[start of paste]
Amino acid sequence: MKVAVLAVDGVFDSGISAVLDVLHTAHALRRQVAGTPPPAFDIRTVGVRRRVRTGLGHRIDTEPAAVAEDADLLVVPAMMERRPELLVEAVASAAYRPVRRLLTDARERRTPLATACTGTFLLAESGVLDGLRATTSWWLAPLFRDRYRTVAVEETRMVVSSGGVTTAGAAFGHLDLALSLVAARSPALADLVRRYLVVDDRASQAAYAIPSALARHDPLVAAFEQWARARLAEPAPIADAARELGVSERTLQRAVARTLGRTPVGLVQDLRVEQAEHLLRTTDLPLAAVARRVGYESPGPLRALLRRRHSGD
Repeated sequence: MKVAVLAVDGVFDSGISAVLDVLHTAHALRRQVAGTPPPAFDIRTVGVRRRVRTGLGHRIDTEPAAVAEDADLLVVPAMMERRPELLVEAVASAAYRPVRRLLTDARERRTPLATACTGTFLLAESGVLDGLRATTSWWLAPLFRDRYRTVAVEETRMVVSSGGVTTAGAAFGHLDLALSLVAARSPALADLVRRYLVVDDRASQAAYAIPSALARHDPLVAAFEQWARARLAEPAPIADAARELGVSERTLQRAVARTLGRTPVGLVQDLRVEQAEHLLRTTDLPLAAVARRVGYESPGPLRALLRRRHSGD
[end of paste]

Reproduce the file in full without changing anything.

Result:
Amino acid sequence: MKVAVLAVDGVFDSGISAVLDVLHTAHALRRQVAGTPPPAFDIRTVGVRRRVRTGLGHRIDTEPAAVAEDADLLVVPAMMERRPELLVEAVASAAYRPVRRLLTDARERRTPLATACTGTFLLAESGVLDGLRATTSWWLAPLFRDRYRTVAVEETRMVVSSGGVTTAGAAFGHLDLALSLVAARSPALADLVRRYLVVDDRASQAAYAIPSALARHDPLVAAFEQWARARLAEPAPIADAARELGVSERTLQRAVARTLGRTPVGLVQDLRVEQAEHLLRTTDLPLAAVARRVGYESPGPLRALLRRRHSGD
Repeated sequence: MKVAVLAVDGVFDSGISAVLDVLHTAHALRRQVAGTPPPAFDIRTVGVRRRVRTGLGHRIDTEPAAVAEDADLLVVPAMMERRPELLVEAVASAAYRPVRRLLTDARERRTPLATACTGTFLLAESGVLDGLRATTSWWLAPLFRDRYRTVAVEETRMVVSSGGVTTAGAAFGHLDLALSLVAARSPALADLVRRYLVVDDRASQAAYAIPSALARHDPLVAAFEQWARARLAEPAPIADAARELGVSERTLQRAVARTLGRTPVGLVQDLRVEQAEHLLRTTDLPLAAVARRVGYESPGPLRALLRRRHSGD